Iraq's Chemical Warfare Capability: Lack of Use During the War
Subject: Iraq's Chemical Warfare Capability: Lack of Use During
The major factors that precluded Iraqi chemical warfare use
were fear of Coalition retaliation and fundamental miscalculations
the Iraqi leadership made regarding how the Coalition would
prosecute the war and how effectively Iraqi forces could respond.
DIA has no evidence that chemical weapons were deployed to
the Kuwaiti Theater of Operations (KTO). Iraq probably feared
Coalition retaliation and most likely believed that both Israel
and the Coalition would use chemical or nuclear weapons if
provoked by Iraqi chemical attacks. Baghdad probably concluded
that, since these weapons could be delivered anywhere in Iraq, the
consequences of any chemical attack would be too severe to justify
CW use; this may have led to an early decision not to use
Equally likely, the Iraqis probably believed they would have
days or even weeks to move chemical weapons into the KTO once the
war begins. Thus, the Iraqis miscalculated the Coalition speed of
advance; the degree to which their Air Force, artillery assets,
surface-to-surface missile systems would be attrited; and the
degree to which their resupply capability would be degraded. The
Coalition air campaign eliminated Iraq's preferred means of
chemical delivery (its Air Force) and made timely ammunition
supply impossible. The air campaign also destroyed all known and
suspected CW storage in Iraq.
In addition, Coalition bombing heavily damaged Iraq's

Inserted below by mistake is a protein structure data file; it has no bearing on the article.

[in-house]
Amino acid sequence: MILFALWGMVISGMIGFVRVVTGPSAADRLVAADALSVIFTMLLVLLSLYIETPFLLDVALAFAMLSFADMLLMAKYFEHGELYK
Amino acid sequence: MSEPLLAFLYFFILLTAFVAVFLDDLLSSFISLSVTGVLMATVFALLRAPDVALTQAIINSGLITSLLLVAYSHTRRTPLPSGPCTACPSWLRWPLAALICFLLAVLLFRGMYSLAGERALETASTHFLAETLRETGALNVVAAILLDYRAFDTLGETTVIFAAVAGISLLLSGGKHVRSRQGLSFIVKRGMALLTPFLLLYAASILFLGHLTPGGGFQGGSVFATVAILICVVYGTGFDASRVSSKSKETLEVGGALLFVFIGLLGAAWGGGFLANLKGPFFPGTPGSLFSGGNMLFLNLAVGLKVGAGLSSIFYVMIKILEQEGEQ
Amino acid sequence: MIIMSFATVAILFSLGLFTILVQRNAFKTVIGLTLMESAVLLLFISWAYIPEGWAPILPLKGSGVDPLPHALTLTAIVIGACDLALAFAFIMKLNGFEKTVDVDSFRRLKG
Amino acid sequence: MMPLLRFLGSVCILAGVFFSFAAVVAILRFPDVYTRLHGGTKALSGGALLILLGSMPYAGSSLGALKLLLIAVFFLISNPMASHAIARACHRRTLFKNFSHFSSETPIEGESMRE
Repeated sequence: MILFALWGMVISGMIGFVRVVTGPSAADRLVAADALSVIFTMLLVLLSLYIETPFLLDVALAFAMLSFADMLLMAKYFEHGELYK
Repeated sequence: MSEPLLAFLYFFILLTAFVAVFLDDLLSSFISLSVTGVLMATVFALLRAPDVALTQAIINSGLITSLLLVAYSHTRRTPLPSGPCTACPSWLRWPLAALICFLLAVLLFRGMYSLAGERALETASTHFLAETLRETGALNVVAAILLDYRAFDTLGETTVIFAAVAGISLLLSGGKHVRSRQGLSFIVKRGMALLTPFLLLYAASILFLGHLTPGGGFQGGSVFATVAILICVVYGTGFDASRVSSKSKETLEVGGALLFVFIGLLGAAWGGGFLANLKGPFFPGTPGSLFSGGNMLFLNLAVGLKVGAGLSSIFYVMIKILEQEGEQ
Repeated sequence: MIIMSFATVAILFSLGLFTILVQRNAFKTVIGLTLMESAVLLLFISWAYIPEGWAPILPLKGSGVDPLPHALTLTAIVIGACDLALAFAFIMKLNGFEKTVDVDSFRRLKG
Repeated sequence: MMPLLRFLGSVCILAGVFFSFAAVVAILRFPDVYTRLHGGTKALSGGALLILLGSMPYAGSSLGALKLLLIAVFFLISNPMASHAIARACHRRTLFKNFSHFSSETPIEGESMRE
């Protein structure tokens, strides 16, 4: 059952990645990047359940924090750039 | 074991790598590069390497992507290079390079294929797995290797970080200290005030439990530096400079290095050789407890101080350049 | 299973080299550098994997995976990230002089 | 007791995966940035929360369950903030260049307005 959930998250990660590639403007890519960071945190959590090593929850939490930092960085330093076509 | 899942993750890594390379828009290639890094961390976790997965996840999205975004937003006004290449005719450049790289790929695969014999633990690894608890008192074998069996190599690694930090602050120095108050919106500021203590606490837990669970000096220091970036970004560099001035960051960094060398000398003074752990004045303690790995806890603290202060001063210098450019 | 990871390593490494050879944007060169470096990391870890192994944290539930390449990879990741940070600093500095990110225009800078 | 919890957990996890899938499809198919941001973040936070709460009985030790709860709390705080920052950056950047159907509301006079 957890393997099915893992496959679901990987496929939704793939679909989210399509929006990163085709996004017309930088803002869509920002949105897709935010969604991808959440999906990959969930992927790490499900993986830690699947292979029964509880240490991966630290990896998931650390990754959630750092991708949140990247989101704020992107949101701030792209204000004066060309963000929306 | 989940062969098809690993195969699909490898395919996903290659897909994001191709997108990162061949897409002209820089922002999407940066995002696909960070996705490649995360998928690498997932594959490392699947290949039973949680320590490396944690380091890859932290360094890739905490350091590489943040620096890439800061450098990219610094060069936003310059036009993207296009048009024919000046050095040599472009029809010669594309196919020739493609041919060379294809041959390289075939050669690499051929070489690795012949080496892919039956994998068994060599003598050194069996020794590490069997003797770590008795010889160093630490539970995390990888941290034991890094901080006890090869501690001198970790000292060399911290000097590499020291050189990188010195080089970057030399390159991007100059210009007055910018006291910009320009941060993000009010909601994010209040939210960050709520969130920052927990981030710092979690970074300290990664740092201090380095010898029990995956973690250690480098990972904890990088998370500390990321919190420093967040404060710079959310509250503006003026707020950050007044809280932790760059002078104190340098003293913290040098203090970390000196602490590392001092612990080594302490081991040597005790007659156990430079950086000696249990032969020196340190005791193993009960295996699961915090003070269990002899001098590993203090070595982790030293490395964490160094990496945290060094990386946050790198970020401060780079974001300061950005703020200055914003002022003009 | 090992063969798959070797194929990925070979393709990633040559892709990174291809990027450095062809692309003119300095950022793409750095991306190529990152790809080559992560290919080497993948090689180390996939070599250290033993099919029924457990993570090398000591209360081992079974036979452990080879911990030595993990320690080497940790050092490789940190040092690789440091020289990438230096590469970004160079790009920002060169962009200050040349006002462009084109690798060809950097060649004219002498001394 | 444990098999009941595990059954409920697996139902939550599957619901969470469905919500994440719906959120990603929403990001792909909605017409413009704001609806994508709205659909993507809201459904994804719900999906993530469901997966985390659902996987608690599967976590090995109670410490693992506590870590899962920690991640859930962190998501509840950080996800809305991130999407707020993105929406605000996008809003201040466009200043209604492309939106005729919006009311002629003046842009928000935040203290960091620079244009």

command, control, communications, and intelligence (C3I) system.
Iraqi commanders could not control their forces, in part because
of an intelligence system failure to evaluate the developing
situation. Allied air superiority established at the start of the
air campaign denied Iraq information on Coalition force
dispositions, making fire planning practically impossible. The
limited information available may have resulted in a decision not
to disperse chemicals within the theater until the ground battle
began and Coalition force dispositions became better defined.
Destruction of Iraqi chemical weapon production facilities
quite likely swayed the decision not to use chemicals. Chemical
agents Iraq had produced earlier might have deteriorated in
storage, or Iraq might have miscalculated that its defenses would
allow it time to produce and deploy chemicals later in the
conflict. Loss of its production facilities would have prevented
Iraq from making agents as needed, which was the practice during
the Iran - Iraq war.
Also likely, Saddam Husayn probably retained personal control
of CW during DESERT STORM to allow more complete military
evaluations. In such a case, the speed of the Coalition ground
offensive together with C3I problems would have complicated and
slowed chemical release further.
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